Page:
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10 Questions Parents Dread From Their Children

10 Questions Parents Dread From Their Children

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Published by neilosis
Miscellaneous classroom documents, English Academy,Varna
Miscellaneous classroom documents, English Academy,Varna

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Categories:Types, School Work
Published by: neilosis on Sep 11, 2012
Copyright:Attribution Non-commercial


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10 questions parents dread from their children (and how to answer them)
 Yahoo Lifestyle – Fri, May 18, 2012 14:20 BST
Children are so unique in so many  ways. They have different sleep routines, different obsessions and different foodpreferences. But there's one thing that you can always rely on: as soon as they learn tospeak they'll start asking tricky questions.It's like some innate gift passed down through the generations. As sure as the sky is blue,there's a small person out there somewhere asking why the sky is blue.So what are the questions that every parent dreads? We asked some parents to sharetheirs to help us put together our guide to some of the worst offenders.
1. Personal probesQ:
"Mummy, why do you have a fuzzy bottom?" Annie C's five-year-old asked this one day. She then proceeded to "tell everyone atnursery about the phenomenon".It's bad enough having a pre-schooler point out your wobbly, fuzzy or bald bits, withoutthem broadcasting it to all and sundry. And teenagers wonder why parents always bringout the embarrassing photos when they bring their new partners round. Revenge is a dish best served cold, children.
"It’s where I store the emergency fuzzy felt."
2. Anthropomorphic conundrumsQ:
"Does the cat ever get bored?"Is a cat given to ennui? In spite of their considerable freedom, they barely do anythingmost days, often sleeping for 16 hours at a time. Is that a sign of depression? Given asmuch freedom, just imagine what a dog would fill its days with!
"No, he doesn't get bored. He thinks a spider walking across the floor is the mostexciting thing he's ever seen. Yesterday, he watched the rain for over an hour. He's very easily pleased."[
Related feature
3. Gender brain bendersQ:
"Why do boys have willies?" (or "Why don't girls have willies?")Such a simple question, but how do you answer? Do you go for the straight truth and startdrawing biological diagrams? Or do you think of something silly involving cavemen andfire control?
"Ask your father."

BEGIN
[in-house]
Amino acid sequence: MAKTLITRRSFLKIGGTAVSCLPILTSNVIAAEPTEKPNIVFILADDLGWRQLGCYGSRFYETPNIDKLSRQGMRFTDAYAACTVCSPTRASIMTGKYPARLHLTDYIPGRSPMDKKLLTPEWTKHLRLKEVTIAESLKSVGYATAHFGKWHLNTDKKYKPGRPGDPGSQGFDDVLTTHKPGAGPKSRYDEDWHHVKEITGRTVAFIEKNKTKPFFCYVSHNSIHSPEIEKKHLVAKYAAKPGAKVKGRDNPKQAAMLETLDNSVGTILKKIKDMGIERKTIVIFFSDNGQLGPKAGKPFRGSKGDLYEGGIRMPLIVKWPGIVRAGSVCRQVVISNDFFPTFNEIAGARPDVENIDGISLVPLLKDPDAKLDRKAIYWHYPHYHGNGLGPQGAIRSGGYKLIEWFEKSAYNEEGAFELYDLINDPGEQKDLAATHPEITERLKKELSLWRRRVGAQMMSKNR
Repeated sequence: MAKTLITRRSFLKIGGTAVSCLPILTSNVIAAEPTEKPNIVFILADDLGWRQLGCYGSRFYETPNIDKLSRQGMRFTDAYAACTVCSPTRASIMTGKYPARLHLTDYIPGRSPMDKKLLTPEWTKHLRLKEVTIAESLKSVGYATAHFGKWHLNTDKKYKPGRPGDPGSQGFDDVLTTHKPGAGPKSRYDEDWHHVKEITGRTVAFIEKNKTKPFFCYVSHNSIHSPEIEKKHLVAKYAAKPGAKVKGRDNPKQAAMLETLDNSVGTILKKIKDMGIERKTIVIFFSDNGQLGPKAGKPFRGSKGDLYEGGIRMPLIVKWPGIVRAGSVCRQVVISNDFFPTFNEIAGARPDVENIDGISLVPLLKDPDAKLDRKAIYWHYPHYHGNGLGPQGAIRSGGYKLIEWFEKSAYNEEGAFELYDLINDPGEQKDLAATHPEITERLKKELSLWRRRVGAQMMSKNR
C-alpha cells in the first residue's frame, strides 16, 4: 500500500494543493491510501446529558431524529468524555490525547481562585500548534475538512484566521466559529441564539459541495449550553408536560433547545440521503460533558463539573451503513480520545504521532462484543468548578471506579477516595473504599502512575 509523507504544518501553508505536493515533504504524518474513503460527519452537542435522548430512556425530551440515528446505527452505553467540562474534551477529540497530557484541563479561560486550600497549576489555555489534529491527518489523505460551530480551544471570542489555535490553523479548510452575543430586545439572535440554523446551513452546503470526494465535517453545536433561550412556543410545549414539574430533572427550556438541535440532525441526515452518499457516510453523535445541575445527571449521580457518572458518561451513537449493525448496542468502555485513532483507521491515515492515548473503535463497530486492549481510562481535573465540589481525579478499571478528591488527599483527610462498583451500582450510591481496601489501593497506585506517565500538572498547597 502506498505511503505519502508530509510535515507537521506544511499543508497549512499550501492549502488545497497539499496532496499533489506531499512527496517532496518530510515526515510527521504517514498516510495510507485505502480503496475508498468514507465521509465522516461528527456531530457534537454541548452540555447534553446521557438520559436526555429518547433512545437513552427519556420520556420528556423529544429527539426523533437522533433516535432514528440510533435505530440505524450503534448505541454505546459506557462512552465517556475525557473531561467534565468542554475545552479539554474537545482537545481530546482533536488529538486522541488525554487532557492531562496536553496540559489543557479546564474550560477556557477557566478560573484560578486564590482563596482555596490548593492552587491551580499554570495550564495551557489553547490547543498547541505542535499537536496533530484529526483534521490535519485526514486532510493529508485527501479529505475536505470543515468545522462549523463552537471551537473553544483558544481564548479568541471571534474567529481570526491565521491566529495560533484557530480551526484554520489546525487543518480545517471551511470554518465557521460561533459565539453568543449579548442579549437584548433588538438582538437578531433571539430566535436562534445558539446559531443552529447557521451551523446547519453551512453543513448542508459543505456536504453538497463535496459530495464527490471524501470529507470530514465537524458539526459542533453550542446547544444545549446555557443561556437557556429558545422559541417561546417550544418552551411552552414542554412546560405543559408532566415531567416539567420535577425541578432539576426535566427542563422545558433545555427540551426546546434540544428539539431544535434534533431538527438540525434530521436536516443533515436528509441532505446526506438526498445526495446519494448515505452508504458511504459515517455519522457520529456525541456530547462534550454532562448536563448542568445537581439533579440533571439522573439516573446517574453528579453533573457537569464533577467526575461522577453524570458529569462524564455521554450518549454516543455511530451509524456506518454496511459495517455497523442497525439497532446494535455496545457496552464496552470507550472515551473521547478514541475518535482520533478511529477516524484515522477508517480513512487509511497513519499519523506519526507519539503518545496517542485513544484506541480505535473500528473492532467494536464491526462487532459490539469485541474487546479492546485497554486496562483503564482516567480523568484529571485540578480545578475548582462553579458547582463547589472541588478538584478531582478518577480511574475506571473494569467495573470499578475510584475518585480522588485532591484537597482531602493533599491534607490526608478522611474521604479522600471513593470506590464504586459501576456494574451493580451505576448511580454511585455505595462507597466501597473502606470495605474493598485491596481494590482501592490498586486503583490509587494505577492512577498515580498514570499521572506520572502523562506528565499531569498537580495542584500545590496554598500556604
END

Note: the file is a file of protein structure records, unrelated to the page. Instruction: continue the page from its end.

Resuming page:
4. Metaphysical mind-blowersQ:
"What are shadows made of?"It's probably no surprise to learn that the little boy who asked this grew up to be a writer/illustrator of wacky children's comics about sheep and tiny dinosaurs. Gary Northfield's mum couldn't give an answer, which is nothing to be ashamed of.
"The backs of rainbows."
5. Evolutionary mysteriesQ:
"Where did the first horse come from?"Questions like this are the sort you should probably gen up on before your offspring learn
to speak. They're a staple part of any child's questioning: things you can actually give aproper answer to if only you'd bothered to get that zoology degree.
"Horses evolved about 75 million years ago in Europe and Asia from an animal calledEohippus (Dawn Horse). It was just 60cm (the equivalent of two rulers) in length."
6. Social faux pasQ:
"Is that a man or a woman?"It's IMPERATIVE that this be asked loudly and within earshot of the person in questionin order to cause maximum embarrassment to parents. Popular variants include "Why does that lady have a moustache?" and "Why is that man wearing a dress?".
"Shh, darling!"
7.Chemical queriesQ:
"How do you make the tap water go hot with your hand?"This one was asked by a child convinced that the water turned warm only because mum was holding her hand under the tap. Apparently, explanations about boilers andimmersion heaters did not pass muster.
"I absorb all the cold out of the water. Why do you think my hands are always socold?"
8. Morbid fascinationQ:
"Grandad, when are you going to die?"This is always a cheery question to ask an elderly relative. Annie C's daughter asked thislast time she visited her grandpa. Looks like someone's getting nothing in the will.
"When I run out of breaths."
9. Meteorological interrogationsQ:
"Why is the sky blue?"

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